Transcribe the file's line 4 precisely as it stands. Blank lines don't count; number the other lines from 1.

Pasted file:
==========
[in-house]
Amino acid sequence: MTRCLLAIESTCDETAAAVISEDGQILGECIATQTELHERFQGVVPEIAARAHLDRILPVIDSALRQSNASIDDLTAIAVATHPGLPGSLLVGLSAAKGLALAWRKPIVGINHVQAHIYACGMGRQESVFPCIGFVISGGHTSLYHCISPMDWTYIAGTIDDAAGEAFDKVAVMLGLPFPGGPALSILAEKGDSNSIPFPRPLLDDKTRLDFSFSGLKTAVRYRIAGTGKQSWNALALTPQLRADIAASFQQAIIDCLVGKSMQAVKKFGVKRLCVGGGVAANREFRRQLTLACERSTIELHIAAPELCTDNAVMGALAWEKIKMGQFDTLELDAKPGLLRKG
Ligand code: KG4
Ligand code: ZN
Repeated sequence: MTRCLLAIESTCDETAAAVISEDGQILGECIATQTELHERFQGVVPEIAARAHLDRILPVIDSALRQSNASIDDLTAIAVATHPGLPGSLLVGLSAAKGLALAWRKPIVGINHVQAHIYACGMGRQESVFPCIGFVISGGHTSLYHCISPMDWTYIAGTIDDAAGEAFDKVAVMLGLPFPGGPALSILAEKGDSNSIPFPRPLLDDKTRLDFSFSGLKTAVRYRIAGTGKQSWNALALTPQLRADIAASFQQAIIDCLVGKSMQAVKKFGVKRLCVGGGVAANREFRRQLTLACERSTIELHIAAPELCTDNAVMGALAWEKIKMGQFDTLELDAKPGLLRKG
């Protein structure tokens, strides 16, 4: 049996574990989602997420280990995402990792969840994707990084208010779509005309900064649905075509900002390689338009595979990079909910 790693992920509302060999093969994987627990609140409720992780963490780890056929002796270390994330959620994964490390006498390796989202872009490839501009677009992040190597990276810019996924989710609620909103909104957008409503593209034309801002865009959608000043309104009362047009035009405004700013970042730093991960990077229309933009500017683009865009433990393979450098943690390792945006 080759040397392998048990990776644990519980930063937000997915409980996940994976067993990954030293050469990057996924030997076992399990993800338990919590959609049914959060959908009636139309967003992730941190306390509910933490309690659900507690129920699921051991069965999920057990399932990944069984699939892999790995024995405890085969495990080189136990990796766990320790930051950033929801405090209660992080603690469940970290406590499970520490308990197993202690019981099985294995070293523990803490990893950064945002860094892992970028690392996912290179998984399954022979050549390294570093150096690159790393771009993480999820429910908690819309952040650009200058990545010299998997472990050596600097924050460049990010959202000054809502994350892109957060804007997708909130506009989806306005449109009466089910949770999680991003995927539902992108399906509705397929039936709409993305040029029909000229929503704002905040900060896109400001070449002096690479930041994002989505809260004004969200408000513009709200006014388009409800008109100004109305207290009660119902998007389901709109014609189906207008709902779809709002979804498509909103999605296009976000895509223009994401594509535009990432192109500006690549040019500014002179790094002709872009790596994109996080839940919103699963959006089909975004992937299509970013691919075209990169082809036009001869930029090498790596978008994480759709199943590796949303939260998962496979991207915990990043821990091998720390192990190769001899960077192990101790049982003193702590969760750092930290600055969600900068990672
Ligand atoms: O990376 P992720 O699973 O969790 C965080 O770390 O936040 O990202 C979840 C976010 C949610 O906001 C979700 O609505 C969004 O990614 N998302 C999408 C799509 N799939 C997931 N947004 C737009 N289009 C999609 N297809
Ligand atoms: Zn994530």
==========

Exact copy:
Ligand code: ZN